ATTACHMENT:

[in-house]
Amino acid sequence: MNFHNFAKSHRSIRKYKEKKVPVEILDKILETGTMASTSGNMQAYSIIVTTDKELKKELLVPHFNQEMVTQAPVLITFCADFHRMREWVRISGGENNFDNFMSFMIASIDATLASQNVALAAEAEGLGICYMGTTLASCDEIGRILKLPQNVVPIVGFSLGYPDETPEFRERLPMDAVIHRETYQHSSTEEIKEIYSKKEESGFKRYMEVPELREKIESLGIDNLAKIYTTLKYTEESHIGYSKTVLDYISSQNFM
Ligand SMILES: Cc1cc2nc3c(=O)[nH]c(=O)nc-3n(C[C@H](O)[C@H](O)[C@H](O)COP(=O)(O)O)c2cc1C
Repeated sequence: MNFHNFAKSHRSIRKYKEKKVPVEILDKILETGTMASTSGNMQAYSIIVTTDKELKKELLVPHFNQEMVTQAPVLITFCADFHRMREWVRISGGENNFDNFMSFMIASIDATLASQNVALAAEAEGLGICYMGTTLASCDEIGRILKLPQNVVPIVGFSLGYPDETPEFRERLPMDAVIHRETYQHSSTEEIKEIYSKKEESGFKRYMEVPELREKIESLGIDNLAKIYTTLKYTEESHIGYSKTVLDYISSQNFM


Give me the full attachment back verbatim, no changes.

[in-house]
Amino acid sequence: MNFHNFAKSHRSIRKYKEKKVPVEILDKILETGTMASTSGNMQAYSIIVTTDKELKKELLVPHFNQEMVTQAPVLITFCADFHRMREWVRISGGENNFDNFMSFMIASIDATLASQNVALAAEAEGLGICYMGTTLASCDEIGRILKLPQNVVPIVGFSLGYPDETPEFRERLPMDAVIHRETYQHSSTEEIKEIYSKKEESGFKRYMEVPELREKIESLGIDNLAKIYTTLKYTEESHIGYSKTVLDYISSQNFM
Ligand SMILES: Cc1cc2nc3c(=O)[nH]c(=O)nc-3n(C[C@H](O)[C@H](O)[C@H](O)COP(=O)(O)O)c2cc1C
Repeated sequence: MNFHNFAKSHRSIRKYKEKKVPVEILDKILETGTMASTSGNMQAYSIIVTTDKELKKELLVPHFNQEMVTQAPVLITFCADFHRMREWVRISGGENNFDNFMSFMIASIDATLASQNVALAAEAEGLGICYMGTTLASCDEIGRILKLPQNVVPIVGFSLGYPDETPEFRERLPMDAVIHRETYQHSSTEEIKEIYSKKEESGFKRYMEVPELREKIESLGIDNLAKIYTTLKYTEESHIGYSKTVLDYISSQNFM